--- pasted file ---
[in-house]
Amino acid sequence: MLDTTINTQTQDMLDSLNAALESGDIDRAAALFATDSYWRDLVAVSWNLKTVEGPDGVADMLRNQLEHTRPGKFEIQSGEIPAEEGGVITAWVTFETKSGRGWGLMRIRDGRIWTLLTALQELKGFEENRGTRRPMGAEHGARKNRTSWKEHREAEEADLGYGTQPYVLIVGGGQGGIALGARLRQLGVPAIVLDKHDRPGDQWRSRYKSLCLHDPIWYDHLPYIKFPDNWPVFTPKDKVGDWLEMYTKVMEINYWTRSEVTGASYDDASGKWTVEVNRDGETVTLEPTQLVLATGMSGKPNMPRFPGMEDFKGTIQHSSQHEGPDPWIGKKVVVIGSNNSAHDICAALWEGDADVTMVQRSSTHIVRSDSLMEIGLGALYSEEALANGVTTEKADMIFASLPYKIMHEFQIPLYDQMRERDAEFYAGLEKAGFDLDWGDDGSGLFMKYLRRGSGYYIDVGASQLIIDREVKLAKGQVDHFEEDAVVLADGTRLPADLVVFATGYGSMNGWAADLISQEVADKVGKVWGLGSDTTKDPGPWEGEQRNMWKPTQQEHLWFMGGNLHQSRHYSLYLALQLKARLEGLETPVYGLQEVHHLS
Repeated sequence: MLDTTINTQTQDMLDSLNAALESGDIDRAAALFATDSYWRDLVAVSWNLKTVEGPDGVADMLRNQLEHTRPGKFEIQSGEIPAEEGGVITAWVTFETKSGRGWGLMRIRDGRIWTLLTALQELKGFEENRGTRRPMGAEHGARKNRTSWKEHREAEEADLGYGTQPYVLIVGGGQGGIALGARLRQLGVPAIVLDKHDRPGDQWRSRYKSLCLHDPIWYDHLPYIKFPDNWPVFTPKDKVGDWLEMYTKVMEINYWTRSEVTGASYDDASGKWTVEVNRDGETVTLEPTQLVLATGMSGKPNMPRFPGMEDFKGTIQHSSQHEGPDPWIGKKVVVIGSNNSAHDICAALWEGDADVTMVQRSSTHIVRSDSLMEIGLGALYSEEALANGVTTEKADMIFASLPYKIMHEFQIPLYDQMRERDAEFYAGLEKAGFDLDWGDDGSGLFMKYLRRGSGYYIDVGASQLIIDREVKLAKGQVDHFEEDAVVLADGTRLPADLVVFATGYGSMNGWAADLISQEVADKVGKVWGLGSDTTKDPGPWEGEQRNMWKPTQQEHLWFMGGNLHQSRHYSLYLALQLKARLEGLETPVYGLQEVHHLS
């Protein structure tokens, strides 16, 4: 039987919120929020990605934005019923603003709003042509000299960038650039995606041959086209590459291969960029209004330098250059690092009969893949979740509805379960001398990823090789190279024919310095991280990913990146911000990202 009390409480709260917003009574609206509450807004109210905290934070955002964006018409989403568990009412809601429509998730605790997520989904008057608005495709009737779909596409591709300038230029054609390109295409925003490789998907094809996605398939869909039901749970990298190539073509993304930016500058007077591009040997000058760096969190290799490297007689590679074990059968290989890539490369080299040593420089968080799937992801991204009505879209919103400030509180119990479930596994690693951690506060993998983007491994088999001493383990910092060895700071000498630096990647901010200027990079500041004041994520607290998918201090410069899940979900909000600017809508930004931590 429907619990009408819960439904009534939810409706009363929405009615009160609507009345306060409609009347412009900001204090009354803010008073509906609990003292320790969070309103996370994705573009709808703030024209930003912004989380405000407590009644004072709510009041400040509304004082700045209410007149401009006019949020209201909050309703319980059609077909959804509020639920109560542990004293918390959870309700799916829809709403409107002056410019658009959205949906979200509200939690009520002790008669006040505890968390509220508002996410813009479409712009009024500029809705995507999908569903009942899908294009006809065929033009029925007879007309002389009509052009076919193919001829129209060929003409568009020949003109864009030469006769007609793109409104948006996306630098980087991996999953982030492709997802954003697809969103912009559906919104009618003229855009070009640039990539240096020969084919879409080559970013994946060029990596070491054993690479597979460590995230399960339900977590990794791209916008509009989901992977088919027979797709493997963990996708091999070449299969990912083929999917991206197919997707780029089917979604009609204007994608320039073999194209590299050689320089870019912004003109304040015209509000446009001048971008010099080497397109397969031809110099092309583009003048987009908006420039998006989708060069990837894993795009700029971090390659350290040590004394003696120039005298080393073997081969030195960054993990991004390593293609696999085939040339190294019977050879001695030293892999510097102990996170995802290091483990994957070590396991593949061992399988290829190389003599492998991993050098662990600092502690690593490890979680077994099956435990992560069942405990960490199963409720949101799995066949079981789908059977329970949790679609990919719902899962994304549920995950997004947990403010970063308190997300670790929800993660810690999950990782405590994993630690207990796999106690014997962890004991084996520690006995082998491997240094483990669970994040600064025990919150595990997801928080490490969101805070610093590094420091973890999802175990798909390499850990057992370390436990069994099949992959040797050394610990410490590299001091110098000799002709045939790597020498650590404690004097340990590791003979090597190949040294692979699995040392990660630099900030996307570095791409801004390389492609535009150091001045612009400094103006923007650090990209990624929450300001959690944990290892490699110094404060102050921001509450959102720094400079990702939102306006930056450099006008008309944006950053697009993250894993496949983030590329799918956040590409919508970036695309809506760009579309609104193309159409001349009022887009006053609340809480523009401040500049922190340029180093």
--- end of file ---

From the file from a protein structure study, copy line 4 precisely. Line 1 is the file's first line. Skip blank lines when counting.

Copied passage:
């Protein structure tokens, strides 16, 4: 039987919120929020990605934005019923603003709003042509000299960038650039995606041959086209590459291969960029209004330098250059690092009969893949979740509805379960001398990823090789190279024919310095991280990913990146911000990202 009390409480709260917003009574609206509450807004109210905290934070955002964006018409989403568990009412809601429509998730605790997520989904008057608005495709009737779909596409591709300038230029054609390109295409925003490789998907094809996605398939869909039901749970990298190539073509993304930016500058007077591009040997000058760096969190290799490297007689590679074990059968290989890539490369080299040593420089968080799937992801991204009505879209919103400030509180119990479930596994690693951690506060993998983007491994088999001493383990910092060895700071000498630096990647901010200027990079500041004041994520607290998918201090410069899940979900909000600017809508930004931590 429907619990009408819960439904009534939810409706009363929405009615009160609507009345306060409609009347412009900001204090009354803010008073509906609990003292320790969070309103996370994705573009709808703030024209930003912004989380405000407590009644004072709510009041400040509304004082700045209410007149401009006019949020209201909050309703319980059609077909959804509020639920109560542990004293918390959870309700799916829809709403409107002056410019658009959205949906979200509200939690009520002790008669006040505890968390509220508002996410813009479409712009009024500029809705995507999908569903009942899908294009006809065929033009029925007879007309002389009509052009076919193919001829129209060929003409568009020949003109864009030469006769007609793109409104948006996306630098980087991996999953982030492709997802954003697809969103912009559906919104009618003229855009070009640039990539240096020969084919879409080559970013994946060029990596070491054993690479597979460590995230399960339900977590990794791209916008509009989901992977088919027979797709493997963990996708091999070449299969990912083929999917991206197919997707780029089917979604009609204007994608320039073999194209590299050689320089870019912004003109304040015209509000446009001048971008010099080497397109397969031809110099092309583009003048987009908006420039998006989708060069990837894993795009700029971090390659350290040590004394003696120039005298080393073997081969030195960054993990991004390593293609696999085939040339190294019977050879001695030293892999510097102990996170995802290091483990994957070590396991593949061992399988290829190389003599492998991993050098662990600092502690690593490890979680077994099956435990992560069942405990960490199963409720949101799995066949079981789908059977329970949790679609990919719902899962994304549920995950997004947990403010970063308190997300670790929800993660810690999950990782405590994993630690207990796999106690014997962890004991084996520690006995082998491997240094483990669970994040600064025990919150595990997801928080490490969101805070610093590094420091973890999802175990798909390499850990057992370390436990069994099949992959040797050394610990410490590299001091110098000799002709045939790597020498650590404690004097340990590791003979090597190949040294692979699995040392990660630099900030996307570095791409801004390389492609535009150091001045612009400094103006923007650090990209990624929450300001959690944990290892490699110094404060102050921001509450959102720094400079990702939102306006930056450099006008008309944006950053697009993250894993496949983030590329799918956040590409919508970036695309809506760009579309609104193309159409001349009022887009006053609340809480523009401040500049922190340029180093």